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Outline of Meno

  • Date Submitted: 09/20/2010 10:31 PM
  • Flesch-Kincaid Score: 60.2 
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Plato’s Meno is a Socrates’ dialogue in which two characters Meno and Socrates speak to each other in an attempt to define virtue. Meno thinks that he can define virtue but as Socrates asks him questions about the real definition of virtue he cannot satisfy Socrates with his answer. He is not able to give a common definition of Virtue but instead uses virtue in its own to define it. Meno thinks that he knows the right definition of virtue as Gorgias taught him but as he debates with Socrates he is perplexed and convinced that he does not have a true definition of virtue.

The very beginning of this Socrates dialogue starts with a question by Meno to Socrates. Meno asks Socrates if virtue can be taught or is it something that results out of practice or is it just that some men possess it by nature? Socrates in return professes ignorance by comparing the wisdom of Thessalians with Athenians. He considers himself to be as ignorant as his fellow citizens saying that he does not even know what virtue is and how could he know the qualities of virtue? He sights a wonderful example that a person who does not know Meno could not possibly say that if he is rich or he is poor. Similarly it is hard to tell if virtue can be taught without knowing hat virtue is at all.   So he asks Meno to define virtue in this section before anything about its qualities is analyzed.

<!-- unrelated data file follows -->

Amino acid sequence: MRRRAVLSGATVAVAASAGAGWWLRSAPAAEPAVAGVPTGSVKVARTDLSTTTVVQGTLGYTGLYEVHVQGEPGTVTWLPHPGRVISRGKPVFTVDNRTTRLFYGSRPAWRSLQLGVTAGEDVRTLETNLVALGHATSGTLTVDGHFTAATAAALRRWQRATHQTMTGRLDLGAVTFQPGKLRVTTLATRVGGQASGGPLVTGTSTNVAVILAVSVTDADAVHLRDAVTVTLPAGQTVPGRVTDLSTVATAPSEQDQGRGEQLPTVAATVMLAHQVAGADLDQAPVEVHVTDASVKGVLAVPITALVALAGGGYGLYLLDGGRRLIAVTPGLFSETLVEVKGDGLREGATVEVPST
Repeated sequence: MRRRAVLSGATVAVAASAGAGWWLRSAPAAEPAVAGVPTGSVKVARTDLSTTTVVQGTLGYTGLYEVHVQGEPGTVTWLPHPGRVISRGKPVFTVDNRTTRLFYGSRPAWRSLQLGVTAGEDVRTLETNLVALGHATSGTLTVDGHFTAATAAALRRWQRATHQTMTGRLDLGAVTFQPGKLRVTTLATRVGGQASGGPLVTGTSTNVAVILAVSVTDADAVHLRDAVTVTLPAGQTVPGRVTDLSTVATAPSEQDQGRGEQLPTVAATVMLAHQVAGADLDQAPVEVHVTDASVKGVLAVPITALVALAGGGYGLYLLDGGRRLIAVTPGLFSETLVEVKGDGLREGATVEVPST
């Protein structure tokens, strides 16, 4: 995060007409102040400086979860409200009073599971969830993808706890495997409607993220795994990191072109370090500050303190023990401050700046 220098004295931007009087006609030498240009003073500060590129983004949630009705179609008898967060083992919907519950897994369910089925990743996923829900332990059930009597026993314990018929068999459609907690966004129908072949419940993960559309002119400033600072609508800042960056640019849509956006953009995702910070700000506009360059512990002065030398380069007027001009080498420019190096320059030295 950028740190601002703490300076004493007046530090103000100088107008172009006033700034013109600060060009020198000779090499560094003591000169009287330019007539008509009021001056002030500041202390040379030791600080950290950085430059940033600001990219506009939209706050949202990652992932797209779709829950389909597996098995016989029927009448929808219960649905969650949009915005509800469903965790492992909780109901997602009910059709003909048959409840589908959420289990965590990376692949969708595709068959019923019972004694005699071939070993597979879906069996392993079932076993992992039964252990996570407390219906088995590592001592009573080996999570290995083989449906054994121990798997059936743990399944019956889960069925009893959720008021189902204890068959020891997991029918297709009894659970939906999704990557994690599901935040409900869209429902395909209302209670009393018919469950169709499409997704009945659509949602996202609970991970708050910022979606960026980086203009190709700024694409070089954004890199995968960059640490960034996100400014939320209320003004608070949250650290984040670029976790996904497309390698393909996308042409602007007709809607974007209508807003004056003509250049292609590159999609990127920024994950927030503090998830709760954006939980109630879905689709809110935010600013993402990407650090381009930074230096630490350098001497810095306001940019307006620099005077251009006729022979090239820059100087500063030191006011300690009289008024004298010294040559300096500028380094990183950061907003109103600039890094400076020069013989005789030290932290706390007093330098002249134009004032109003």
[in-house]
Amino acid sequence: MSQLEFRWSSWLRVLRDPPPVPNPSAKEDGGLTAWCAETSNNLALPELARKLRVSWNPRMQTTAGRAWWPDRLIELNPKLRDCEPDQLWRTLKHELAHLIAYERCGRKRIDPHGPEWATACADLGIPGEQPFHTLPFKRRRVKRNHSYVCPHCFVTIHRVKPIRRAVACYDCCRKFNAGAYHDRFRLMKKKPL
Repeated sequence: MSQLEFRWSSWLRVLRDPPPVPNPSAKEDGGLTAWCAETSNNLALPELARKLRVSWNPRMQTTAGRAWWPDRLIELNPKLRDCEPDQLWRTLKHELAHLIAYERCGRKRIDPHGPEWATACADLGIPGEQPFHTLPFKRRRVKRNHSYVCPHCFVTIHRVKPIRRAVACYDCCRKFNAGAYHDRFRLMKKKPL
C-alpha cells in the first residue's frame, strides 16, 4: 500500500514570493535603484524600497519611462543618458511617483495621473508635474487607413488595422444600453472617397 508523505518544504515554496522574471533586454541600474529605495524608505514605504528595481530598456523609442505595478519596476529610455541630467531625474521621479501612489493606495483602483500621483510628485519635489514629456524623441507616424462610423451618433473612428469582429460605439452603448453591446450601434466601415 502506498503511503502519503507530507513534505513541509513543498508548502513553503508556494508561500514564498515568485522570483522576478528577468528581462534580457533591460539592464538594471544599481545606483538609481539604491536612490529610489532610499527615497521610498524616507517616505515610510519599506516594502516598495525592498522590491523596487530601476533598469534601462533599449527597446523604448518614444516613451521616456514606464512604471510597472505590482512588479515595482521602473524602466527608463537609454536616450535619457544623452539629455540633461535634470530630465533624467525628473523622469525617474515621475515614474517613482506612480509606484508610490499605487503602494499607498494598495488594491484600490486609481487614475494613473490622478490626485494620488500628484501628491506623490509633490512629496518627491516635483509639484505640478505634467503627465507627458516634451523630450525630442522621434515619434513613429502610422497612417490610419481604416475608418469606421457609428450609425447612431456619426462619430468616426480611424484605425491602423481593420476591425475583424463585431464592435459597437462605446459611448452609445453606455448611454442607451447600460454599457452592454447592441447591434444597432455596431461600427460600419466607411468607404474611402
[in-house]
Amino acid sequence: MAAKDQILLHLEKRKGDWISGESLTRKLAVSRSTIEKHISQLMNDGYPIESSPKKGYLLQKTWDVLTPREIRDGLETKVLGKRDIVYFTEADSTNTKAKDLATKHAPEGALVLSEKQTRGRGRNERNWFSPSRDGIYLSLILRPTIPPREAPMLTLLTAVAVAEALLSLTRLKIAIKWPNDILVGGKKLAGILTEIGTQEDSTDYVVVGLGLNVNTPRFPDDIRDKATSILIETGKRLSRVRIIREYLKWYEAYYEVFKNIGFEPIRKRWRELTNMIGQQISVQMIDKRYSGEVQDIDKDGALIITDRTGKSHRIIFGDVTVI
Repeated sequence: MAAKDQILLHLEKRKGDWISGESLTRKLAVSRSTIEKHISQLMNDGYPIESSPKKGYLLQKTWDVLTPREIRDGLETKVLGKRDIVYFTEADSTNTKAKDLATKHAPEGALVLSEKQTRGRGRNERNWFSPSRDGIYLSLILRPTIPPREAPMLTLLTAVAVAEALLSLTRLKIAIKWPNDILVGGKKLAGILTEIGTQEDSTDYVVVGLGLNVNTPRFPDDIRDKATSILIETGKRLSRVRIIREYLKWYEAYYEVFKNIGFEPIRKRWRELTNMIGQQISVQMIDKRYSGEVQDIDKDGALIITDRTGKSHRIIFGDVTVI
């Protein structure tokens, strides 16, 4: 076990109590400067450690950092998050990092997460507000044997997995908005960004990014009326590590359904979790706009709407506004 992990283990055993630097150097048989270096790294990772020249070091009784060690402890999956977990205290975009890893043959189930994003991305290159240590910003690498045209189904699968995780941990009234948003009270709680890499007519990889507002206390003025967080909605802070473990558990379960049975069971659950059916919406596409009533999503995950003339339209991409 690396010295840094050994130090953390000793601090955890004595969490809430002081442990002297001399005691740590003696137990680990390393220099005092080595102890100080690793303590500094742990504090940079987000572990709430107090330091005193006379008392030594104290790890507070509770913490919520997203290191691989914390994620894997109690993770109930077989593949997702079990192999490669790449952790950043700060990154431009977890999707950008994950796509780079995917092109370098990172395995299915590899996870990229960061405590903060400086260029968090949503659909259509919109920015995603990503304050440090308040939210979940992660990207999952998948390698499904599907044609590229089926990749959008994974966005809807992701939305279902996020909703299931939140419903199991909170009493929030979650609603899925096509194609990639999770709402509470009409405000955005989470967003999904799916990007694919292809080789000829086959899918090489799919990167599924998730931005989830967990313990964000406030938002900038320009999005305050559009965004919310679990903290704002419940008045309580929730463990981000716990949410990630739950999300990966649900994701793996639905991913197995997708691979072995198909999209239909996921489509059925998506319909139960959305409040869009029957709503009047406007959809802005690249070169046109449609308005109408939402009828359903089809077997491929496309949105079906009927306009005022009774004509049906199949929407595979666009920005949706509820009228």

Meno starts by pointing out the virtue of man, which he says it includes the ability to manage public affairs by which he benefits himself and his friends and harms his enemies. Similarly he also says that a woman virtue would be defined as managing household and being submissive to her husband. This is where Socrates does not accept Meno’s definition of virtue. As Socrates was expecting one single definition of virtue he gets fragments of it. Therefore, Socrates uses a metaphor of bees to clarify his question to Meno....


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